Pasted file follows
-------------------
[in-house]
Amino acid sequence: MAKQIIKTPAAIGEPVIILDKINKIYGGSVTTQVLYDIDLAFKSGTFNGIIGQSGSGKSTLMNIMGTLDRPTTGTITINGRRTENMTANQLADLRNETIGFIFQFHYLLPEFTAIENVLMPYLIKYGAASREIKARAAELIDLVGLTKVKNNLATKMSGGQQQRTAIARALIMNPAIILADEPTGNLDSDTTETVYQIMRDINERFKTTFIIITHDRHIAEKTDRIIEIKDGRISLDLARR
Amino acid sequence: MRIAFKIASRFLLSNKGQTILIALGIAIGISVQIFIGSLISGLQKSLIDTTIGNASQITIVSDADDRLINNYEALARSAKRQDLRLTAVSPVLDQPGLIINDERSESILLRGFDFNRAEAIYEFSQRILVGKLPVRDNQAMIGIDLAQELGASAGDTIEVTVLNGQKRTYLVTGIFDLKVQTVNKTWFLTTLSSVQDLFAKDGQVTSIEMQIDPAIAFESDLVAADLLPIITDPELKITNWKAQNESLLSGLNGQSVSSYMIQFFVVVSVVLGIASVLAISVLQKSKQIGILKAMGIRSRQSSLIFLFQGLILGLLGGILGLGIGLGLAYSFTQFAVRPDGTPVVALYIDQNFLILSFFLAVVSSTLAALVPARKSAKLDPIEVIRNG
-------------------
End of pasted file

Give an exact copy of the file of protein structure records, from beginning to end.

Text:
[in-house]
Amino acid sequence: MAKQIIKTPAAIGEPVIILDKINKIYGGSVTTQVLYDIDLAFKSGTFNGIIGQSGSGKSTLMNIMGTLDRPTTGTITINGRRTENMTANQLADLRNETIGFIFQFHYLLPEFTAIENVLMPYLIKYGAASREIKARAAELIDLVGLTKVKNNLATKMSGGQQQRTAIARALIMNPAIILADEPTGNLDSDTTETVYQIMRDINERFKTTFIIITHDRHIAEKTDRIIEIKDGRISLDLARR
Amino acid sequence: MRIAFKIASRFLLSNKGQTILIALGIAIGISVQIFIGSLISGLQKSLIDTTIGNASQITIVSDADDRLINNYEALARSAKRQDLRLTAVSPVLDQPGLIINDERSESILLRGFDFNRAEAIYEFSQRILVGKLPVRDNQAMIGIDLAQELGASAGDTIEVTVLNGQKRTYLVTGIFDLKVQTVNKTWFLTTLSSVQDLFAKDGQVTSIEMQIDPAIAFESDLVAADLLPIITDPELKITNWKAQNESLLSGLNGQSVSSYMIQFFVVVSVVLGIASVLAISVLQKSKQIGILKAMGIRSRQSSLIFLFQGLILGLLGGILGLGIGLGLAYSFTQFAVRPDGTPVVALYIDQNFLILSFFLAVVSSTLAALVPARKSAKLDPIEVIRNG